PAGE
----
Diving skills for beginners and advanced divers
In diving, “trim” refers to the leveling of the body in a horizontal swimming position. In technical dive clubs, the trim is always taught and practiced from the ground up alongside buoyancy control.
There are (still) several compulsory exercises for this skill in various sports diving associations. For example, even seasoned divers can sometimes be seen in a “seahorse position” in the water, which in many situations has lots of disadvantages. In holiday areas, for instance, the deco / safety buoys of divers are observed to be deployed in a vertical position (“seahorse position”). These divers are more easily carried off by the increased water resistance than divers in a horizontal swimming position as their position in the water is completely relaxed (and aerodynamically efficient), and drift does not move the diver away from his /her position.
A good trim is achieved through a balanced rig /equipment configuration and good swimming technique (for example, the frog kick), with the alignment of the upper body in a horizontal line with the thighs as well as being angled upwards, so that the feet with the fins are the highest point of the diver and thus far from the ground.
The swimming position is very streamlined and environmentally friendly.
Its advantages are numerous: you can swim very close to the ground, valves are easy to reach, there is no difference in pressure between the head and feet (a circumstance that leads to more optimal decompression) and the diver has a better view.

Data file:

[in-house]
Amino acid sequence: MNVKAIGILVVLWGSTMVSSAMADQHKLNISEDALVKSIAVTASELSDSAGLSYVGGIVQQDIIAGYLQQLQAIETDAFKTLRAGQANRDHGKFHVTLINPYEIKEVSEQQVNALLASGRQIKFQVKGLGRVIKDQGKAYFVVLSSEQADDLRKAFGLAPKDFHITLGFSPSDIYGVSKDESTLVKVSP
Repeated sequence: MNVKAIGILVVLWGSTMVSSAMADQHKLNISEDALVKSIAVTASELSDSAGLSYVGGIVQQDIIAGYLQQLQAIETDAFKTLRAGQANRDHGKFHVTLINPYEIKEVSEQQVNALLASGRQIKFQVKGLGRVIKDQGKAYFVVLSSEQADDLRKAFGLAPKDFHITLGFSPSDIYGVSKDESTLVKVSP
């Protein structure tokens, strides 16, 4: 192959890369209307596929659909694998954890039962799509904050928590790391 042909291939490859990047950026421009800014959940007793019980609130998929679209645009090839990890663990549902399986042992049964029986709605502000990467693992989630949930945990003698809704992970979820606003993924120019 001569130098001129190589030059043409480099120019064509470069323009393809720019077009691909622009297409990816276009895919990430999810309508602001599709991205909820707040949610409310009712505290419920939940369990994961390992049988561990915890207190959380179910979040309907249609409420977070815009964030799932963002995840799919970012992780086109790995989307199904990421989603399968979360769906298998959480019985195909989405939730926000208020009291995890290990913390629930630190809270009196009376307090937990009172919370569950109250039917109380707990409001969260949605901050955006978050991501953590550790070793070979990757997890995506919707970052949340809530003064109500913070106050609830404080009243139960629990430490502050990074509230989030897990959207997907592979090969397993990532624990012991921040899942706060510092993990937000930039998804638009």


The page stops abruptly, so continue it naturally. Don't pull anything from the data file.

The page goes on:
A good trim can be achieved with a perfectly fitting jacket and/or wing bladder with the weights and tanks optimally positioned at the level of the abdomen, so that the negative buoyancy components (like the weights and tank) and positive buoyancy components (like the drysuit, jacket and / or wing) are as close together as possible. In this way, they enable a balanced “tilting function” for the diver.
The diver can now easily change the center of gravity (head down, feet high) or backwards (head up, feet down) as if on a seesaw, and is perfectly balanced in the water all the time.
Both trim and buoyancy control are, in our opinion, the most basic skills that enable divers at all levels to be relaxed, and also practice safe diving – the basis for advanced diving (technical diving, cave or wreck diving, etc).